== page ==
Spy for the Marquis de Lafayette
Lafayette was born into slavery about 1748, probably on the property of his enslaver, William Armistead, in New Kent County a few miles east of Richmond. No references to him during his lifetime identified him as James Armistead or as James Armistead Lafayette, but some later writers incorrectly assumed that he had been named James Armistead.
When the British army invaded Virginia during the spring of 1781, Continental army officers needed reliable information about the enemy’s strength and strategy. By this time, William Armistead was serving as state commissary of military supplies and was in Richmond with his body servant James. Like many other African Americans, James found it easy to pass through the lines in the guise of a servant, laborer, or teamster. He began spying, with the consent of Armistead, for the marquis de Lafayette, then in command of the Continental army in Virginia. James was a double agent who pretended to spy on the American army on behalf of the British but repeated to Lafayette the conversations he overheard waiting tables at the headquarters of General Charles Cornwallis in Yorktown. James also carried messages from Lafayette to other agents behind the enemy’s lines, “of the most secret & important kind,” he later recalled in the formal third-person petition he presented to the General Assembly, “the possession of which if discovered on him would have most certainly endangered” his life. James also smuggled papers out of Cornwallis’s headquarters to confirm that the British general and his army intended to remain in Yorktown. Lafayette mentioned his spy, almost certainly James, in reports to General George Washington, calling him a “Correspondant of Mine Servant to Lord Cornwallis,” “My Honest friend,” and “A Very Sensible fellow.” A few days after Cornwallis surrendered on October 19, 1781, the British commander paid a courtesy visit to Lafayette and recognized James. “Ah you rogue,” a person who was present later recalled him saying, “then you have been playing me a trick all this time.”
After the Revolution
With the war concluded, James resumed his duties as Armistead’s enslaved laborer, but Lafayette did not forget him. On November 21, 1784, when James was attending Armistead, then a member of the House of Delegates in Richmond, he encountered Lafayette, who wrote the following statement for him: “This is to Certify that the Bearer By the Name of James Has done Essential Services to Me While I Had the Honour to Command in this State. His Intelligence from the Ennemy’s Camp were Industriously Collected and Most faithfully deliver’d. He perfectly Acquitted Himself With Some Important Commissions I Gave Him and Appears to me Entitled to Every Reward his Situation Can Admit of.”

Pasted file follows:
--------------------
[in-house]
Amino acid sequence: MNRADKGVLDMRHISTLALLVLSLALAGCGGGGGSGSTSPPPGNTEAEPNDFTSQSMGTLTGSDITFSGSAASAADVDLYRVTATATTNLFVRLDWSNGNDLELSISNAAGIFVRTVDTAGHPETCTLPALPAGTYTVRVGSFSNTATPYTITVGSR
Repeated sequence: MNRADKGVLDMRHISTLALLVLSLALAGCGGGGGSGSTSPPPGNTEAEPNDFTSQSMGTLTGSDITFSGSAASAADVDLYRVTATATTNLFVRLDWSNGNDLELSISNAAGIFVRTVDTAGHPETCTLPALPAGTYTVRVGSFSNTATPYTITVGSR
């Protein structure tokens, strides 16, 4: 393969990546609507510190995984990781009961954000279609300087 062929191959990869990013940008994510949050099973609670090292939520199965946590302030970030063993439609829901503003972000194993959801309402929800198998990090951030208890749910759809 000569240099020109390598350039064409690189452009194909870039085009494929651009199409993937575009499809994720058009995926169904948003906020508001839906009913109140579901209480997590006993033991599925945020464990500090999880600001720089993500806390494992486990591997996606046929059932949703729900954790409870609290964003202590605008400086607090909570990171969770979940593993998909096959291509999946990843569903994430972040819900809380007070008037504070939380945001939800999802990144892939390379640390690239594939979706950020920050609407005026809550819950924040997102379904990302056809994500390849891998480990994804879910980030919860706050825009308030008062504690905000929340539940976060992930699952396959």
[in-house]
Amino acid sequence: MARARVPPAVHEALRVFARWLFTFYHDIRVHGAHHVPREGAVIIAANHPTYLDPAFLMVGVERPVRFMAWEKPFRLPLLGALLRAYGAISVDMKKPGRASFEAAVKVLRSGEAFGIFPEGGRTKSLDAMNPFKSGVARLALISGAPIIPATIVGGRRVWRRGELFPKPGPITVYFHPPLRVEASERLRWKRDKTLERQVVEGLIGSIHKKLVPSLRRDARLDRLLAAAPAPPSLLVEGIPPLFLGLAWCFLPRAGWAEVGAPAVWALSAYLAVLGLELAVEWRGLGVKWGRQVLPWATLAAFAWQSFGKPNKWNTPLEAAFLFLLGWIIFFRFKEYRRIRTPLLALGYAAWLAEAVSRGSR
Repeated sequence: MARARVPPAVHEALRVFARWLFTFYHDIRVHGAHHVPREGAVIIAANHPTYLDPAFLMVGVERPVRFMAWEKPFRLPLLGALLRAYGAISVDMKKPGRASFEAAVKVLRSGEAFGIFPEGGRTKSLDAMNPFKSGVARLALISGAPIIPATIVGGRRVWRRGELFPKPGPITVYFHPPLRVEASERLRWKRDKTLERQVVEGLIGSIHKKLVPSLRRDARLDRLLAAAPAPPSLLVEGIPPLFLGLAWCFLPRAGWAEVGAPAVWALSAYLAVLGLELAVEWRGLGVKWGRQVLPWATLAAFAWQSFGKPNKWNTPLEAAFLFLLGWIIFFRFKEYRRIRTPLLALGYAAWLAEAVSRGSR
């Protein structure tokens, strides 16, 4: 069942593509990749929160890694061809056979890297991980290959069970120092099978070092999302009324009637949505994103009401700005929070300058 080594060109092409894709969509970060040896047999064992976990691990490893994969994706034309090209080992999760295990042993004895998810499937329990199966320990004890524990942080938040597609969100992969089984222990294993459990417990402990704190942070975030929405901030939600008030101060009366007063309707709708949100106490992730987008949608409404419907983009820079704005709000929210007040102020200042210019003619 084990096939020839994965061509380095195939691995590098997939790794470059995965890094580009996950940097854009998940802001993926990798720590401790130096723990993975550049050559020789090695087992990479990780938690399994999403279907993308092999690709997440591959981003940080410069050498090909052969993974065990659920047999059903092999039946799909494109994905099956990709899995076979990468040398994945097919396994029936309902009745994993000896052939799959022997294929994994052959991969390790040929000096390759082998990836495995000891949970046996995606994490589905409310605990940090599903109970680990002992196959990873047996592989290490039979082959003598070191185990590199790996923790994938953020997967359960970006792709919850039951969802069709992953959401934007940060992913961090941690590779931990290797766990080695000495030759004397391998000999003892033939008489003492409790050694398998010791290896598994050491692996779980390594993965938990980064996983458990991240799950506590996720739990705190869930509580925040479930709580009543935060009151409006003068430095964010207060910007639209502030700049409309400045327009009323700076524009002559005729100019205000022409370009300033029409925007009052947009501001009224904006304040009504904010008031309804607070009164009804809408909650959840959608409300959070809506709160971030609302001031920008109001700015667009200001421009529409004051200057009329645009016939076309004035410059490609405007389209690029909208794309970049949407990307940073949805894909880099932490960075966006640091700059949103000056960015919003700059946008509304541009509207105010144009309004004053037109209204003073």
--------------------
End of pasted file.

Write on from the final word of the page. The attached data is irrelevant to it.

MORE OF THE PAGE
Two weeks later James submitted a petition to the General Assembly to be emancipated for his service during the war, but despite Lafayette’s affidavit, the assembly adjourned before the committee to which it had been referred reported. The petition and the original of Lafayette’s certificate are lost. James filed a second petition on November 30, 1786, and the House of Delegates passed an act freeing him from slavery on December 25, 1786, and the Senate followed suit on January 1, 1787. James then took Lafayette as his surname. He resided in New Kent County, where about 1816 he bought two tracts of land that totaled forty acres.
James Lafayette may have married and had children, but the loss of the county’s records leaves much of his life undocumented. He was probably literate and could sign his name, which he rendered as James Fayette. By 1785, the French artist Jean-Baptiste Le Paon had painted a portrait of the marquis at Yorktown and included a fanciful representation of a Black servant, probably intended to be James, in an incongruous French livery. An engraving of the portrait was distributed in the United States and in Europe. In December 1818, James Lafayette petitioned the General Assembly a third time to request a pension based on his military service and his advanced “age of Three score years & ten.” The assembly granted him $60 in immediate relief and a pension of $40 annually, which he collected for the remainder of his life.
James Lafayette evidently became a familiar figure in Richmond, to which he traveled twice a year to collect his pension. A report in a Richmond newspaper early in the autumn of 1824 referred to him as “a very venerable and respectable free black man” and stated that he hoped to travel to Yorktown in October to greet his old commander, who was beginning a tour of the United States, but feared he was too poor to equip himself properly for the trip. When Lafayette visited Richmond late in October, though, James Lafayette was there, and during a procession to Capitol Square, the marquis recognized him in the crowd, called to him by name, and embraced him. Four years later when James E. Heath, the auditor of public accounts, published Edge-Hill, or, The Family of the Fitzroyals, A Novel, a two-volume fictional account of the Revolution, he made James Lafayette a subsidiary hero and on the last page quoted verbatim Lafayette’s statement about his services. The artist John Blennerhasset Martin painted a portrait of James Lafayette about that time and printed copies of it with the marquis’s testimony about his Revolutionary War service.
Lafayette died in Baltimore on August 9, 1830. The place of his burial is not known.